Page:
Second, we will make every effort to expand the import of medical supplies. We need to coordinate with both domestic and international markets, encourage companies to expand international procurement and support them with air charter services to deliver the masks to China. We will also coordinate with the relevant institutions to make sure that the transfer of donations from foreign authorities and international organizations is well-organized.
Third, we will make every effort to ensure the safe operation of key businesses, including railways, highways, civil aviation, shopping malls, supermarkets and some service industries linked to people's livelihoods. Most of these businesses involve human-contact-based services and are located along busy pedestrian areas. As such, they may bring the risks of cross-infection between different groups of people should employees of these key businesses become infected. Thus, extra support will be provided to these businesses accordingly.
Fourth, we will make every effort to reduce waste. Currently, there is a lack of a proper, scientific and efficient use of medical masks. The National Health Commission and other relevant departments have been urging a scientific and proper use of masks. They have been calling for a demand-based and function-oriented use of medical masks so as to avoid unnecessary waste.
I would like to say a few more words about medical masks as they have attracted nationwide attention. The demand for masks and other medical supplies has surged with the outbreak of the COVID-19. To be honest, not a single country is capable of meeting the immense surge in demand. Considering the current production capacity globally, there is still a big shortage of supply. Thus, in addition to expanding production and increasing supply, we should also pay attention to the demand side, and improve the efficiency of using masks. Of course, we are glad to see that some institutions have been researching this topic, and we hope to see more efforts from the media to delve into their research results, and make them accessible to the public.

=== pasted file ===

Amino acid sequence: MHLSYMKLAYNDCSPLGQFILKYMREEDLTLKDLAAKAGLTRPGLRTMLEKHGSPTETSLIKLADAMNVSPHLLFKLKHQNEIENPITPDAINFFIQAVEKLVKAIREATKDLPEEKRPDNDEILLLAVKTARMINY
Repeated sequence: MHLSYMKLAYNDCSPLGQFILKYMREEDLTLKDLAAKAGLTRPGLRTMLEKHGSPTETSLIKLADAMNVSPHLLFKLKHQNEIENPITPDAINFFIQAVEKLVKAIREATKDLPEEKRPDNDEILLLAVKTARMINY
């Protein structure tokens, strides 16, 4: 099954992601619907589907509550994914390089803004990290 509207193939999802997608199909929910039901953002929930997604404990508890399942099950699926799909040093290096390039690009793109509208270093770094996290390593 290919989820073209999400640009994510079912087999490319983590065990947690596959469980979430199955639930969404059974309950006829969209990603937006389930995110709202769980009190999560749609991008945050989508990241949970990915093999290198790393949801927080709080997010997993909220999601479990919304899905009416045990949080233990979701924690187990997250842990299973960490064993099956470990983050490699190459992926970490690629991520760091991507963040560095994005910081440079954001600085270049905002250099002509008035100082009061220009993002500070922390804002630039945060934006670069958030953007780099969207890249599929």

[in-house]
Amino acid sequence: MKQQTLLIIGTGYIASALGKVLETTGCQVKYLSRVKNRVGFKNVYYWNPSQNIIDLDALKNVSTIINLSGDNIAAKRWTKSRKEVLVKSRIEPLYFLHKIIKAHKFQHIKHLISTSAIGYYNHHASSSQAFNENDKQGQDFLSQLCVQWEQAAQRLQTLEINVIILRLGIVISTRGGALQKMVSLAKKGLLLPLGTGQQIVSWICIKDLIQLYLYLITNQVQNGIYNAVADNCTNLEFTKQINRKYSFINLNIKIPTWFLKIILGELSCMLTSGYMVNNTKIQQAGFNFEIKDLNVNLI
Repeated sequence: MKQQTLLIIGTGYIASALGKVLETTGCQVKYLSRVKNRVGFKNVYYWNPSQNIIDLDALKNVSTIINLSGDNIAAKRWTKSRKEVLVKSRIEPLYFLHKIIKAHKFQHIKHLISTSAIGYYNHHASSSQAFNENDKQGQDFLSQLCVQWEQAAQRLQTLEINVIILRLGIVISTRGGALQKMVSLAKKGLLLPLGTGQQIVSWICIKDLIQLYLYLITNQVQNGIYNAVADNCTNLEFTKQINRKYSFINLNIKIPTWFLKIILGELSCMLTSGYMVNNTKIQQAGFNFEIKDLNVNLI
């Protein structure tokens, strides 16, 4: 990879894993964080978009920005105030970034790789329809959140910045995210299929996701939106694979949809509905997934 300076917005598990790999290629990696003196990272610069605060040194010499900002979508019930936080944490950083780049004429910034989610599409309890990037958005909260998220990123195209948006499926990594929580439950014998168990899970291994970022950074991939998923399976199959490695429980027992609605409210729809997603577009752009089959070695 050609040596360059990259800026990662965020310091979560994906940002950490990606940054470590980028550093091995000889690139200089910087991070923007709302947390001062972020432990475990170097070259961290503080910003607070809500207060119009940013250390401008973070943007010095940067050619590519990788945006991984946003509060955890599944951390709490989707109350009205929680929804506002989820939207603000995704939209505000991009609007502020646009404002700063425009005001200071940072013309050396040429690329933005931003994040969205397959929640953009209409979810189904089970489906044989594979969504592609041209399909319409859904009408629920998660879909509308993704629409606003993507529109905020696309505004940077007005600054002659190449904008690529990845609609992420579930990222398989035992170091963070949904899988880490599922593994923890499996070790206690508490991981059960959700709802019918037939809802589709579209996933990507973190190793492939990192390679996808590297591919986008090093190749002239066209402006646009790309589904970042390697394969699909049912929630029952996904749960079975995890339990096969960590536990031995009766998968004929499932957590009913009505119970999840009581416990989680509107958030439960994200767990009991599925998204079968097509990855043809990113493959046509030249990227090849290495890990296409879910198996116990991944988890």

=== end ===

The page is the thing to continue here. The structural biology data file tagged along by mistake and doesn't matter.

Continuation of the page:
It is normal for people to get worried if something becomes scarce, and this often leads to unnecessary hoarding.Some of you may recall the hoarding of salt during the SARS outbreak, which turned out to be a joke as time went by. This may also be the case for masks now. It is the hoarding of masks that intensifies the conflict between demand and supply. As production resumes, more and more masks will be produced gradually, and I believe the shortage of supply will be alleviated. Thus, we appeal to everyone not to hoard masks, and because masks have a finite shelf life, they will be useless and wasted once they expire. For people with a hoard of masks, I suggest that you share those masks with your relatives and friends, and let them feel your concern for them. Thank you.